Forum home Plants

planting a woodland area

I am clearing a small wooded area at the bottom of my garden including cutting down dead or dying trees and masses of bramble. The area is very damp in winter and dry in summer with dappled sunshine. It is bordered by a natural ditch that takes away most of the water. I am creating a wooded fantasy garden for my grandchildren and I am unsure what will grow there. There are already a lot of daffodils and bluebell that come up. The ground looks really good after years of being left to its own devices. Any suggestions please?



  • FairygirlFairygirl west central ScotlandPosts: 35,520

    You'll get plenty of suggestions David image

    How big is the area? 

    One thing that would be good to get in now is the white anemone -  Anemone Nemerosa, which grows naturally in woodland. There are lots of bulbs which will naturalise there to , including daffs and narcissus. You can get those easily online from many of the bulb specialists like Peter Nyssen. 

    The usual suspects like ferns will be ideal, and the hardy geraniums will also grow there - loads of varieties to choose from, and readily available.  Some of the little Euphorbias like Fen's Ruby will also be fine there. 

    Hope that gives you a start anyway. 

    It's a place where beautiful isn't enough of a word....

  • Thanks fairygirl. The area is about 5 metres deep tapering to 3 metres and is about 30 metres long. Full of trees including ash and hawthorn. Also some Sloe bushes. I am looking to plant another 3 or 4 trees to replace the dead ones. A bit worried about euphorbias as they can be poisonous if children get sap on their fingers.

  • FairygirlFairygirl west central ScotlandPosts: 35,520

    Don't worry too much  about plants like Euphorbia, David. It's a common query on the forum, but the reality is that many plants are technically 'dangerous'. A lot of people are becoming increasingly nervous about what they have in their gardens, which is a great pity. Ponds are another source of anguish, yet thousands of us have grown up with them - my own children included.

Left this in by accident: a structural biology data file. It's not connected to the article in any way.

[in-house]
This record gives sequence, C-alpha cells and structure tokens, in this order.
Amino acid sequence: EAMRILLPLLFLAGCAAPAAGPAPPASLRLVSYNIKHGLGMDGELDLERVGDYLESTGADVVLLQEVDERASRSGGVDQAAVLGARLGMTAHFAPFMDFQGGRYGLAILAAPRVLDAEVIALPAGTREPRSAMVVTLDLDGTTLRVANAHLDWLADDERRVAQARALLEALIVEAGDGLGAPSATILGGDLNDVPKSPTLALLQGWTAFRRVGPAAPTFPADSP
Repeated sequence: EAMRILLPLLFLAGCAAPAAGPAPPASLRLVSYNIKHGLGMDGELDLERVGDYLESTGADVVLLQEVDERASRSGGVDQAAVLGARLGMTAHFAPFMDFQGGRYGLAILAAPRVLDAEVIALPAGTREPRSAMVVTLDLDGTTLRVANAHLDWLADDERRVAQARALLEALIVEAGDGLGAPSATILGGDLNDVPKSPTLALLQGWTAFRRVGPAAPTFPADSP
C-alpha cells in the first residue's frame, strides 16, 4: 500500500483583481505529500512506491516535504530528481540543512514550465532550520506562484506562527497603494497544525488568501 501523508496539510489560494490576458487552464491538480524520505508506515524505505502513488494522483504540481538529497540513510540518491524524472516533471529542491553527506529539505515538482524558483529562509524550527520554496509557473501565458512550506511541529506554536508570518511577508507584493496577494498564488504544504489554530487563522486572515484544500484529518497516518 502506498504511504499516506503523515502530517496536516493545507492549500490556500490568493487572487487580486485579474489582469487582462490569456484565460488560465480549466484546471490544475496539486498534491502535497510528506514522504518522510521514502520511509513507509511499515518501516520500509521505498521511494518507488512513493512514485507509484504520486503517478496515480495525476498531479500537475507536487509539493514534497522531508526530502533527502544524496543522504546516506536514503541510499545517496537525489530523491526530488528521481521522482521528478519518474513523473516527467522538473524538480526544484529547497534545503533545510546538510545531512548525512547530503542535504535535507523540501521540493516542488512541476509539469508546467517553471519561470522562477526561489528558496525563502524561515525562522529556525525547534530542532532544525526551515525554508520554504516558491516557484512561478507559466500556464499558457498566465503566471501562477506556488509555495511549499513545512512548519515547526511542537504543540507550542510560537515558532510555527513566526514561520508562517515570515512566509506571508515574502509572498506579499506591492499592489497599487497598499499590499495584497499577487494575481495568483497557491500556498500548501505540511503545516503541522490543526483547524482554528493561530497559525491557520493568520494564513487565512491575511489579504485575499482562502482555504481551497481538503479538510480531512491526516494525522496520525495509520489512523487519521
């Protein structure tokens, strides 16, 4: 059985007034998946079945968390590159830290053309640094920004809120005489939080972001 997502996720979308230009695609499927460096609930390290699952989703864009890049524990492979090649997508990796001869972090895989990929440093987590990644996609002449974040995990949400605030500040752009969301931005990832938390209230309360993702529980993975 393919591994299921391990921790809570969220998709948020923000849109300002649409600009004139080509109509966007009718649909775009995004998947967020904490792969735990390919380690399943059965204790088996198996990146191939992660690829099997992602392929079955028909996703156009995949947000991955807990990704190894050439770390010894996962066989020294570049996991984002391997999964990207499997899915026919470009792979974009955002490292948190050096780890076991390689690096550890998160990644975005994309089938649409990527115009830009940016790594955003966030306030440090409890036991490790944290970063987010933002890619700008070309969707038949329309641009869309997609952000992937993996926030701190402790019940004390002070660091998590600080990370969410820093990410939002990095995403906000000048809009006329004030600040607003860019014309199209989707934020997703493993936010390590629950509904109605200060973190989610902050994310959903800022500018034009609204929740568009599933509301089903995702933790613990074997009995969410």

Mine also grew up with all sorts of plants which are considered unsafe, but they were taught about them, and weren't allowed to pick things or cut them etc unless they asked first. It's largely about common sense and education, and of course, young children shouldn't be unsupervised in any garden for any length of time. Fen's Ruby is tiny - a little ground cover plant. I'd be surprised if children were ever attracted to it!  If you're still unsure, then don't worry, there are plenty of other things you can use. image

    You may find that if you're putting back a lot of trees that it'll limit what you plant, as the ground could be quite dry. Vinca (periwinkle) will do well once established, Hostas are the same, and you could also try sowing seed like some of the 'cow parsley copies'  -Ammi Majus - for a froth of white. 

    It's a place where beautiful isn't enough of a word....

  • treehugger80treehugger80 Posts: 1,923

    I'd be more worried about the sloe thorns than the euphorbias, I've had blood poisoning twice thanks to sloes.

    an 'enhanced' British woodland might look good, keep 80-85% native plants (snowdrops, Solomon's seal, wild strawberry, various violets, aconites, primrose, lent lilies, anemones, bluebell, wild garlic, lily of the valley, and red campion)  and enhance with hosta's, non-native ferns (tree ferns work well- but are really expensive), trilliums, brunnera's, hellebores, dodecathons etc.

  • AWBAWB Posts: 421


    A similar project.

    the chair is very important.

  • Plant a native Elm, bring them back!

  • fidgetbonesfidgetbones Posts: 14,905

    Don't forget the chair.image

    You don't stop doing new things because you get old, you get old because you stop doing new things. <3
  • Busy-LizzieBusy-Lizzie Posts: 15,314

    That will look very pretty. Has anyone mentioned Epimediums?

    Dordogne and Norfolk
  • Bee witchedBee witched Scottish BordersPosts: 650

    Hi David,

    I have a woodland area where the following plants do well ....

    Cardamine enneaphylla - flowers very early then disappears

    Galium odoratum - grown from seed and now a great big patch of ground cover

    Lots of primulas and various hardy geranium - also good ground cover ... and myosotis (forget-me- nots) which seed about and look lovely. 

    If the area is for little children you might like to let them have little fairy doors at the base of the woodland trees.  They have these in Edinburgh Botanical Gardens and they look very sweet.

    Keep us posted with pictures.

    Bee image

    Bees must gather nectar from two million flowers to make one pound of honey   
  • hogweedhogweed Central ScotlandPosts: 3,991

    Love that chair! I want one!

    'Optimism is the faith that leads to achievement' - Helen Keller
Sign In or Register to comment.